Residents of south-eastern Australia, especially of the Dandenong Ranges near Melbourne, may find round holes appearing on their lawns. Sometimes if left alone high chimneys of soil grow up from the holes. These structures are the work of land crayfish.
Land crayfish (sometimes called “land crabs” although they are not crabs) are relatives of yabbies, Murray crayfish and, more distantly, marine scampi. This group of Crustacea, the Astacidea, is recognised by the possession of a pair of equal large claws and two other pairs of smaller nippers. That is, three of the five pairs of legs are chelate.
A land crayfishPhotographer: Beverley Van Praagh. Source: Museum Victoria
The family Parastacidae, to which yabbies and land crayfish belong, is found only on southern continents but is most diverse in Australia. Land crayfish are one of 34 species in the genus Engaeus. Many of these species have a quite limited geographic range and some confined only to a single catchment.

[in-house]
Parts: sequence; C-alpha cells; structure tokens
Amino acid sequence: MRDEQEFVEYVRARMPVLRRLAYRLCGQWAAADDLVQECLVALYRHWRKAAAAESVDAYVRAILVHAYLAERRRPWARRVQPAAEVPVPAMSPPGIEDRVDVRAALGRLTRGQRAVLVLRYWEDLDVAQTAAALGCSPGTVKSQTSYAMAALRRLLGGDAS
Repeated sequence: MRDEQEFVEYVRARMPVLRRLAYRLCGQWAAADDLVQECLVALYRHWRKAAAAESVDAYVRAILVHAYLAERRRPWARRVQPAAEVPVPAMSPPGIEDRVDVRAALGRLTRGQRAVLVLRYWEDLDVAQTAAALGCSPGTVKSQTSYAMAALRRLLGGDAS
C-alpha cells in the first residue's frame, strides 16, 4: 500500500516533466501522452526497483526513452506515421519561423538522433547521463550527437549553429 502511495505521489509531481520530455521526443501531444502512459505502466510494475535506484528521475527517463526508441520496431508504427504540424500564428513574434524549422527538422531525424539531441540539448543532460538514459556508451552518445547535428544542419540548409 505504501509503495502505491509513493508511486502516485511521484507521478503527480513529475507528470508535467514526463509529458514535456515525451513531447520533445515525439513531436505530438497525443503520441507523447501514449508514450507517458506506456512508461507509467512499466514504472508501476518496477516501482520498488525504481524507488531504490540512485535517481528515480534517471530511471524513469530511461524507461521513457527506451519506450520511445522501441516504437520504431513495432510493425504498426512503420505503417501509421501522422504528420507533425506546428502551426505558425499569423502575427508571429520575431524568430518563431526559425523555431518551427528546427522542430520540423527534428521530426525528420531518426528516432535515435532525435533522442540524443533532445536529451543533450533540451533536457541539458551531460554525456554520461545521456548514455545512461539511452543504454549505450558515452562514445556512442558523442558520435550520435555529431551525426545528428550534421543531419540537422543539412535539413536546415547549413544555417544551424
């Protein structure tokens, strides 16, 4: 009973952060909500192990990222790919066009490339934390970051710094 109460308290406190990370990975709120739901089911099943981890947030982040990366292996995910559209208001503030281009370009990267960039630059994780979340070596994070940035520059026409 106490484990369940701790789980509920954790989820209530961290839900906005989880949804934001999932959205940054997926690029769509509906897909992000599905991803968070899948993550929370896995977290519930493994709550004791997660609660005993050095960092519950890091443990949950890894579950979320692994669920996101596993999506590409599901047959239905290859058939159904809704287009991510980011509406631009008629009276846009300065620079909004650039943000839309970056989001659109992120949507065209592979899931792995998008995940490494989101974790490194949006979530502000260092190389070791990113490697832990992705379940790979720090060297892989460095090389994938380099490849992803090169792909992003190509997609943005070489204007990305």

Species of Engaeus are smaller than the more familiar and edible yabbies (Cherax destructor) and only grow to a maximum length of 120 mm. The carapace is more flattened from side to side than in a yabby and the abdomen (tail) is smaller and often bristly. So small in fact that they are inedible.
Land crayfish live only in damp environments which is why the hilly regions of eastern Victoria and Tasmania are home to most species. Here, they are found in swamps, near streams, eucalypt forests or rainforests. Their subterranean homes vary according to species and depend on their habitat.